Flux distribution around the parabolic trough receiver being typically non-uniform, only a certain portion of the receiver circumference receives the concentrated solar irradiance. However, radiative and convective losses occur across the entire receiver circumference. This paper attempts to introduce the idea employing transparent heat mirror to effectively reduce the heat loss area and thus improve the thermal efficiency of the solar collector. Transparent heat mirror essentially has high transmissivity in the solar irradiance wavelength band and high reflectivity in the mid-infrared region thus it allows the solar irradiance to pass through but reflects the infrared radiation back to the solar selective metal tube. Practically, this could be realized if certain portion of the conventional low iron glass envelope is coated with Sn-In2O3 so that its acts as a heat mirror.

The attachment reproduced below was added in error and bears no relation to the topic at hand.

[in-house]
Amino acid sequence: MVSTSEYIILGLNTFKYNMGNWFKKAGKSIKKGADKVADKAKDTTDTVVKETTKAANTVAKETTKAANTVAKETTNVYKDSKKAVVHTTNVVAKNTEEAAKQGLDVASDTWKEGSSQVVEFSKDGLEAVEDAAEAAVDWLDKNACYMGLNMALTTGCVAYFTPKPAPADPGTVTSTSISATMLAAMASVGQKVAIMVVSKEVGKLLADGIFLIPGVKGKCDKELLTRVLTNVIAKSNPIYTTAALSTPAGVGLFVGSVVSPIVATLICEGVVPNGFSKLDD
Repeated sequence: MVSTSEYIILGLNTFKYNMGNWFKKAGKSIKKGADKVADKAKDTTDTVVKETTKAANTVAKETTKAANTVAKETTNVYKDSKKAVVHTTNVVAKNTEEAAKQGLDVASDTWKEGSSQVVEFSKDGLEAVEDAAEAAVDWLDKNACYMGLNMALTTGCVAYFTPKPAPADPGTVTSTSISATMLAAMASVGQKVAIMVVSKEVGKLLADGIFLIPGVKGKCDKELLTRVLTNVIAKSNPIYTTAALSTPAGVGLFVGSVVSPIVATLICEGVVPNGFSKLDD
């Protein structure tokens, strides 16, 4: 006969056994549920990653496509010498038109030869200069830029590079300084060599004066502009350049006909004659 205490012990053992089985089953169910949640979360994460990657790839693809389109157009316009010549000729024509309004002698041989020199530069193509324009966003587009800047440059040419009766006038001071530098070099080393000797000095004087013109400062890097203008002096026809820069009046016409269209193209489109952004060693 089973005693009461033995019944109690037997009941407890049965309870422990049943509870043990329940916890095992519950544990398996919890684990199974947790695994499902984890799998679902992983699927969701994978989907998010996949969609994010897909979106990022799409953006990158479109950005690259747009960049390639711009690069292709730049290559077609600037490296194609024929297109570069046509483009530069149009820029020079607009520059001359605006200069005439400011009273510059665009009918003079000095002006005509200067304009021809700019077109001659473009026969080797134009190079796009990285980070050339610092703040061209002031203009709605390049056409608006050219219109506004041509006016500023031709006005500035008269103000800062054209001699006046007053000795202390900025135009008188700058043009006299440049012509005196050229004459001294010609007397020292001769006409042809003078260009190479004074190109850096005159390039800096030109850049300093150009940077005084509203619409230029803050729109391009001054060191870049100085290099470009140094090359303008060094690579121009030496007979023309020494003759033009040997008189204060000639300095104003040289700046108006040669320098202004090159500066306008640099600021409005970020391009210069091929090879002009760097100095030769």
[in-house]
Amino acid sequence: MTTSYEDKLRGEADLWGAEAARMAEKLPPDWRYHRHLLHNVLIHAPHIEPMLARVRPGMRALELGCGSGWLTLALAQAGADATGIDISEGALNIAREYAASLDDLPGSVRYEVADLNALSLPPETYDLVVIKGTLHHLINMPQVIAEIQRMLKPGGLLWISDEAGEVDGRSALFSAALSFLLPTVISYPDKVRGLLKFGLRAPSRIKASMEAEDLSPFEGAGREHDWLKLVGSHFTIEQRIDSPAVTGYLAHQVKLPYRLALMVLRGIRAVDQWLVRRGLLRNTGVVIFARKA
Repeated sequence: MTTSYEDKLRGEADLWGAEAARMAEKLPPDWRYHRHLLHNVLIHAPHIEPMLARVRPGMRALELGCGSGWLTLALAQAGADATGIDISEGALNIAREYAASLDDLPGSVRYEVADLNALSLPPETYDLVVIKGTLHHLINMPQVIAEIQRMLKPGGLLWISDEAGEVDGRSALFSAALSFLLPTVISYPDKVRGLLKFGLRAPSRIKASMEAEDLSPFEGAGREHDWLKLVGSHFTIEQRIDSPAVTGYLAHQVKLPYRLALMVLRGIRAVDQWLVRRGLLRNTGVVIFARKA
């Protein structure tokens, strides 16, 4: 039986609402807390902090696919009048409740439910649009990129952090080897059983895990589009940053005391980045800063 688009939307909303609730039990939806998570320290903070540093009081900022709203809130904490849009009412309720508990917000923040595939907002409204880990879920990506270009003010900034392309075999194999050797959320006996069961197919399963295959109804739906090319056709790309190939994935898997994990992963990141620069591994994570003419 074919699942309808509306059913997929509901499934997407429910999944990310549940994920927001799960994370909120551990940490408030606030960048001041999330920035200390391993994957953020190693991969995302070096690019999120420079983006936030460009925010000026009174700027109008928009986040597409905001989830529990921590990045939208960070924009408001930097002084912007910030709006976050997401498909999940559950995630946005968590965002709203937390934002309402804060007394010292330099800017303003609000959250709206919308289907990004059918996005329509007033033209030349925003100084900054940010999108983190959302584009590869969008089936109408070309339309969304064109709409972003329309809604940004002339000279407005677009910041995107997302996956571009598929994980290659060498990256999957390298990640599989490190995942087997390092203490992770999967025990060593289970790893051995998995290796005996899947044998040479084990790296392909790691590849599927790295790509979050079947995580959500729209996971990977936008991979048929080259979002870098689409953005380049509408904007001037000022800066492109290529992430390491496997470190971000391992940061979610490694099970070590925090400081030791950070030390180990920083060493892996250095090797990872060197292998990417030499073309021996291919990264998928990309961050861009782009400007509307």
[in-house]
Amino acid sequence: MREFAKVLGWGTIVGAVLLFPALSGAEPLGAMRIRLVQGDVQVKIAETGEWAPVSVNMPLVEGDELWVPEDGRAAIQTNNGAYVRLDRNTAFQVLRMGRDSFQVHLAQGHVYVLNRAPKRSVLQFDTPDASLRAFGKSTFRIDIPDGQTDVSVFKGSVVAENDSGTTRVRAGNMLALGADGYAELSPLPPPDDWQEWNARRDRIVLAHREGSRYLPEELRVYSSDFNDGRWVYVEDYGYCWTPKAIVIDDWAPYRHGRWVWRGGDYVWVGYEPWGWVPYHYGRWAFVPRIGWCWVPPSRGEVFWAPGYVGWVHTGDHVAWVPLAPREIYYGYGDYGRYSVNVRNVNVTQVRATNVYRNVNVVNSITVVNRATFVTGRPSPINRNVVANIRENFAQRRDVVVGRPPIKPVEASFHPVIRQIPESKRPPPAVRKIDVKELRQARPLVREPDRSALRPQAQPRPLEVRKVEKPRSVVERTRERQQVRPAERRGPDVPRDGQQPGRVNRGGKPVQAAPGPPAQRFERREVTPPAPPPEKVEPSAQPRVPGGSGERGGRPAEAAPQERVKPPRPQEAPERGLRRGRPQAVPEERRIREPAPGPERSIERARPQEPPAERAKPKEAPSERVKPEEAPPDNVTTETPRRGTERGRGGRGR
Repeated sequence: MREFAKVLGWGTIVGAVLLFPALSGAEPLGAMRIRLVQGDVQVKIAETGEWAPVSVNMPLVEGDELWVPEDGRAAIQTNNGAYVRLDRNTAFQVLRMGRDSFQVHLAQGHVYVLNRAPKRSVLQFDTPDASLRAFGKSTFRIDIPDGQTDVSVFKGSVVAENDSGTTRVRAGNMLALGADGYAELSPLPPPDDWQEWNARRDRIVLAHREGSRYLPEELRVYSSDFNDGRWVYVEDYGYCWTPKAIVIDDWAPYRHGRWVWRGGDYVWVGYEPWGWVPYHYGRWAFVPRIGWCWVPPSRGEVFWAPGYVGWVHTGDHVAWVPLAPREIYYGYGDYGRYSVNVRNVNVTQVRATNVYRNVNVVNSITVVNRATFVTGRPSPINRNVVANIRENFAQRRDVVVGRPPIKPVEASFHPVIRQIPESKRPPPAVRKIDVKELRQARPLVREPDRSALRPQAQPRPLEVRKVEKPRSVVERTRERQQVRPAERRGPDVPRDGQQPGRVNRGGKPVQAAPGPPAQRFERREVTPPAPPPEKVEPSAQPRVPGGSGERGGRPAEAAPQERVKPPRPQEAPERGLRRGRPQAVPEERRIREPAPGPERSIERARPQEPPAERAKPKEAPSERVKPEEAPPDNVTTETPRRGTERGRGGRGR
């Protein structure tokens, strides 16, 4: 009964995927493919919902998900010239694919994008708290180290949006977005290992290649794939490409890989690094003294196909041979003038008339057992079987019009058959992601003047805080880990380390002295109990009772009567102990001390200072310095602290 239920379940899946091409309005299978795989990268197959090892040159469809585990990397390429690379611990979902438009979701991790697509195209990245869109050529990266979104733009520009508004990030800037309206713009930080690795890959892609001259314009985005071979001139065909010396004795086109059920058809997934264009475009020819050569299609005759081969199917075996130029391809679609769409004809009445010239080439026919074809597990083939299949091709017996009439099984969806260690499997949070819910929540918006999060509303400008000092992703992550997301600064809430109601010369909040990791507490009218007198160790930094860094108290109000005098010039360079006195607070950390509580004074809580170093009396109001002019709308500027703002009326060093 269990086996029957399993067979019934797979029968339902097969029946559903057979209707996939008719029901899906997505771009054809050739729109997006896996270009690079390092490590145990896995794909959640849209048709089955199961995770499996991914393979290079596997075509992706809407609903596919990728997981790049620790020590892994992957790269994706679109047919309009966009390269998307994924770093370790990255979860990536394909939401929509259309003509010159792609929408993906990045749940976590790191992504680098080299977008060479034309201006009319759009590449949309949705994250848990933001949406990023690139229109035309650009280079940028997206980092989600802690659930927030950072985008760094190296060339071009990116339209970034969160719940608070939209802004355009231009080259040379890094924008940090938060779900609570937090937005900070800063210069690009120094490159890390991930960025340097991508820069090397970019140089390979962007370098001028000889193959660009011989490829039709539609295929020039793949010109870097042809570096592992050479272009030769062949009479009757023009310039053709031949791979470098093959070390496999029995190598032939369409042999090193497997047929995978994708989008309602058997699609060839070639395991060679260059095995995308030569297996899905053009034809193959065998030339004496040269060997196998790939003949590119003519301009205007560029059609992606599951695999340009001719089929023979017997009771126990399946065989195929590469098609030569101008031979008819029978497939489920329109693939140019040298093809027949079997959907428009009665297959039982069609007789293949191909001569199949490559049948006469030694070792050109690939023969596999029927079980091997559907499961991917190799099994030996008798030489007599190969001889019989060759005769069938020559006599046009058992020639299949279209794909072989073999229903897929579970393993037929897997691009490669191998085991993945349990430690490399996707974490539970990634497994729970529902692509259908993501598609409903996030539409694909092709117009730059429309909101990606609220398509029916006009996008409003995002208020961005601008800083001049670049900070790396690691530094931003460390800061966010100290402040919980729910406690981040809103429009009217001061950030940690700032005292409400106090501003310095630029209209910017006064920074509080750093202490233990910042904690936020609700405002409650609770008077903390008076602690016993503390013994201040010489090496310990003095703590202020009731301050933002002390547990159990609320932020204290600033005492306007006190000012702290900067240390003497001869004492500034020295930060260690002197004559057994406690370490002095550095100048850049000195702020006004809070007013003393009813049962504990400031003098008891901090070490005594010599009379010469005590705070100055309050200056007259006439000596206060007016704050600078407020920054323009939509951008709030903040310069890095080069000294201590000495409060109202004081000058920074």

In the present study, a parabolic receiver design employing the aforesaid concept has been proposed. Detailed heat transfer model has been formulated. The results of the model were compared with the experimental results of conventional concentrating parabolic trough solar collectors in the literature. It was observed that while maintaining the same external conditions (such as ambient/initial temperatures, wind speed, solar insolation, flow rate, concentration ratio etc.) the heat mirror-based parabolic trough concentrating solar collector has about 3–12% higher thermal efficiency as compared to the conventional parabolic solar collector. Furthermore, steady state heat transfer analysis reveals that depending on the solar flux distribution there is an optimum circumferential angle (θ = θoptimum, where θ is the heat mirror circumferential angle) up to which the glass envelope should be coated with Sn-In2O3. For angles higher than the optimum angle, the collector efficiency tends to decrease owing to increase in optical losses.

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